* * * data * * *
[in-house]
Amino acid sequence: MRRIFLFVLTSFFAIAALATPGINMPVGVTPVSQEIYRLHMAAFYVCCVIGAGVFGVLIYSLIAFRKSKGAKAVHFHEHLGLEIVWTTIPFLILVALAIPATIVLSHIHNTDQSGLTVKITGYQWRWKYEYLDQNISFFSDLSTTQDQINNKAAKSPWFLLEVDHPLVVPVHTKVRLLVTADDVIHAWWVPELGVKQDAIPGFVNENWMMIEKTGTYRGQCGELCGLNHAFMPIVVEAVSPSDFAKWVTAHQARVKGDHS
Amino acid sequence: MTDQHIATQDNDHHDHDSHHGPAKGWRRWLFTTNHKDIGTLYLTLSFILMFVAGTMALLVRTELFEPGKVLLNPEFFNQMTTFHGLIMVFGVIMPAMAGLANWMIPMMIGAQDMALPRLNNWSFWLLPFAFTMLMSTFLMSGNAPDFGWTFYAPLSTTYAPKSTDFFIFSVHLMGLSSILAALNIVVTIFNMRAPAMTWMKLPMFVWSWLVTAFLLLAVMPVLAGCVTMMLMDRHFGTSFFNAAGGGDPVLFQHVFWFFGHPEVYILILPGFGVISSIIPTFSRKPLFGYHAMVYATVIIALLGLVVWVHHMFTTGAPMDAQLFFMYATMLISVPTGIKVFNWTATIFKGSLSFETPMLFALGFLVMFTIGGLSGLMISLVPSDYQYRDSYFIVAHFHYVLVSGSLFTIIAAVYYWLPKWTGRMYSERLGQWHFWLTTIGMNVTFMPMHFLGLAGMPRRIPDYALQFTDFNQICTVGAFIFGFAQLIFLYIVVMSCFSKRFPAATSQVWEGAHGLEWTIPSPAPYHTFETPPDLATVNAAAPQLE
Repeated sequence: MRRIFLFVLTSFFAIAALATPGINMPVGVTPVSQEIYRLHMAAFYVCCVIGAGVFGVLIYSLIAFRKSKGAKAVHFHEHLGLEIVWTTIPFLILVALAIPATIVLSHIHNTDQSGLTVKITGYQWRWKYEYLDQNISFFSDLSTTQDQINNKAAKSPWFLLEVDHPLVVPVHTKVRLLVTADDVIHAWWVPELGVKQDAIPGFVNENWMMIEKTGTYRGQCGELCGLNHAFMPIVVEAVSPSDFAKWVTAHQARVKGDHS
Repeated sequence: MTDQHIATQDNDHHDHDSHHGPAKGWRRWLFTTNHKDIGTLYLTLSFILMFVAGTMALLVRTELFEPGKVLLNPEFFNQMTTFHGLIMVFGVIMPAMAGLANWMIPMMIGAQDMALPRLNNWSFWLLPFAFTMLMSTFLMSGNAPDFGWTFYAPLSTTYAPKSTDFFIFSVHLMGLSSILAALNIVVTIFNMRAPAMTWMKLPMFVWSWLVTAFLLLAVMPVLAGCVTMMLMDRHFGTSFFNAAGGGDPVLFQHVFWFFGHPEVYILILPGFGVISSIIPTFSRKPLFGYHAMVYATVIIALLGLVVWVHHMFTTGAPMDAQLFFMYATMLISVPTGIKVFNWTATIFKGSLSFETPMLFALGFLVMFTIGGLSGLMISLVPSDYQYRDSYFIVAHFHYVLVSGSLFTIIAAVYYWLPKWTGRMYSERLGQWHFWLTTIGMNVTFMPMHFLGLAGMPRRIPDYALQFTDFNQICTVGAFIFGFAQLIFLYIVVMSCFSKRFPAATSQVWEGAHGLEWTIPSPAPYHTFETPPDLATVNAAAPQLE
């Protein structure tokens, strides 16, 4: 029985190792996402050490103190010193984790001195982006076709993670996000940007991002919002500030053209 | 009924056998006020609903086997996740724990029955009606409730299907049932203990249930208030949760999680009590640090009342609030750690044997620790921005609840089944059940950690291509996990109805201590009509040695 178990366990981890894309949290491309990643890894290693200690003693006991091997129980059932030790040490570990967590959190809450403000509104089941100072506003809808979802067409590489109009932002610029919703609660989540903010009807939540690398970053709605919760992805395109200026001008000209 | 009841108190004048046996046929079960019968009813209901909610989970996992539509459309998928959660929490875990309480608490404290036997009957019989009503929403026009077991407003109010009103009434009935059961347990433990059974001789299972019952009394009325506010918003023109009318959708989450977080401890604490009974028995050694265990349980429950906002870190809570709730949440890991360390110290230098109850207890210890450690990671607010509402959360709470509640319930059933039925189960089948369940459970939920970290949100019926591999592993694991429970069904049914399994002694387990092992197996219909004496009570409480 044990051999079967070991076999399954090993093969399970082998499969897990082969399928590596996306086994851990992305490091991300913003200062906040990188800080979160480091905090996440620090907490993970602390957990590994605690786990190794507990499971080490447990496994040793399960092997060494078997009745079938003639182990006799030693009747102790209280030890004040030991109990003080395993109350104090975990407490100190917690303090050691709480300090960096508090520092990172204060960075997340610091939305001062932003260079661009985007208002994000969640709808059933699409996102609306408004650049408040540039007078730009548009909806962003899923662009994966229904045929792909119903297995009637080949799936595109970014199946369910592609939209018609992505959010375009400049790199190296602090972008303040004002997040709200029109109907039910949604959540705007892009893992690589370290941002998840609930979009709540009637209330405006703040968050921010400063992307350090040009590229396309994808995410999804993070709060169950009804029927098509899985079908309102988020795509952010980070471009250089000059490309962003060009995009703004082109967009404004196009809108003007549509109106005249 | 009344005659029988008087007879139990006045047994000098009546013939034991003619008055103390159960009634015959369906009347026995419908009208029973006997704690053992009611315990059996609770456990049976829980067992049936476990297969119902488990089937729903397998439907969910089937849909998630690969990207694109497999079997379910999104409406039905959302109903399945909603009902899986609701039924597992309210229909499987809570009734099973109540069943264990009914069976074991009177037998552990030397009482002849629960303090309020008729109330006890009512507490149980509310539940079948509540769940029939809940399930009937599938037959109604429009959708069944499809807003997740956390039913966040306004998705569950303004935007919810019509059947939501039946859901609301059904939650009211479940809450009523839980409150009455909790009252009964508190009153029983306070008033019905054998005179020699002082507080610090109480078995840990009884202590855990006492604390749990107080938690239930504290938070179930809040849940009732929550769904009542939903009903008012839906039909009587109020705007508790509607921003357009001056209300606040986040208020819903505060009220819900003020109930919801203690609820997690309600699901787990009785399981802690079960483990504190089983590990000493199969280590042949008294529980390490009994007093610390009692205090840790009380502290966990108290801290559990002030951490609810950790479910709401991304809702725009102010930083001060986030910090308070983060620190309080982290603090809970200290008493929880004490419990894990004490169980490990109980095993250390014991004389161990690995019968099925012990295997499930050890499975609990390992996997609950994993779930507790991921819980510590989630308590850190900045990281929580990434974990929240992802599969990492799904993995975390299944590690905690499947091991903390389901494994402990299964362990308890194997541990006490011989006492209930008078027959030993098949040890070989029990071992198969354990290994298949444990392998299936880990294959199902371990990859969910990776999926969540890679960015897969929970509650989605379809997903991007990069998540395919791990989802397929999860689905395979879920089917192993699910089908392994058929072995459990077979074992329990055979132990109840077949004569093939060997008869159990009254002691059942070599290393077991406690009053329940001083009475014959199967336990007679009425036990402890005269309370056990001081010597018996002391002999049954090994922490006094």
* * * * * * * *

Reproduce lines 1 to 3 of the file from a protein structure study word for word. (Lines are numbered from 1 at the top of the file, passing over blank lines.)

[in-house]
Amino acid sequence: MRRIFLFVLTSFFAIAALATPGINMPVGVTPVSQEIYRLHMAAFYVCCVIGAGVFGVLIYSLIAFRKSKGAKAVHFHEHLGLEIVWTTIPFLILVALAIPATIVLSHIHNTDQSGLTVKITGYQWRWKYEYLDQNISFFSDLSTTQDQINNKAAKSPWFLLEVDHPLVVPVHTKVRLLVTADDVIHAWWVPELGVKQDAIPGFVNENWMMIEKTGTYRGQCGELCGLNHAFMPIVVEAVSPSDFAKWVTAHQARVKGDHS
Amino acid sequence: MTDQHIATQDNDHHDHDSHHGPAKGWRRWLFTTNHKDIGTLYLTLSFILMFVAGTMALLVRTELFEPGKVLLNPEFFNQMTTFHGLIMVFGVIMPAMAGLANWMIPMMIGAQDMALPRLNNWSFWLLPFAFTMLMSTFLMSGNAPDFGWTFYAPLSTTYAPKSTDFFIFSVHLMGLSSILAALNIVVTIFNMRAPAMTWMKLPMFVWSWLVTAFLLLAVMPVLAGCVTMMLMDRHFGTSFFNAAGGGDPVLFQHVFWFFGHPEVYILILPGFGVISSIIPTFSRKPLFGYHAMVYATVIIALLGLVVWVHHMFTTGAPMDAQLFFMYATMLISVPTGIKVFNWTATIFKGSLSFETPMLFALGFLVMFTIGGLSGLMISLVPSDYQYRDSYFIVAHFHYVLVSGSLFTIIAAVYYWLPKWTGRMYSERLGQWHFWLTTIGMNVTFMPMHFLGLAGMPRRIPDYALQFTDFNQICTVGAFIFGFAQLIFLYIVVMSCFSKRFPAATSQVWEGAHGLEWTIPSPAPYHTFETPPDLATVNAAAPQLE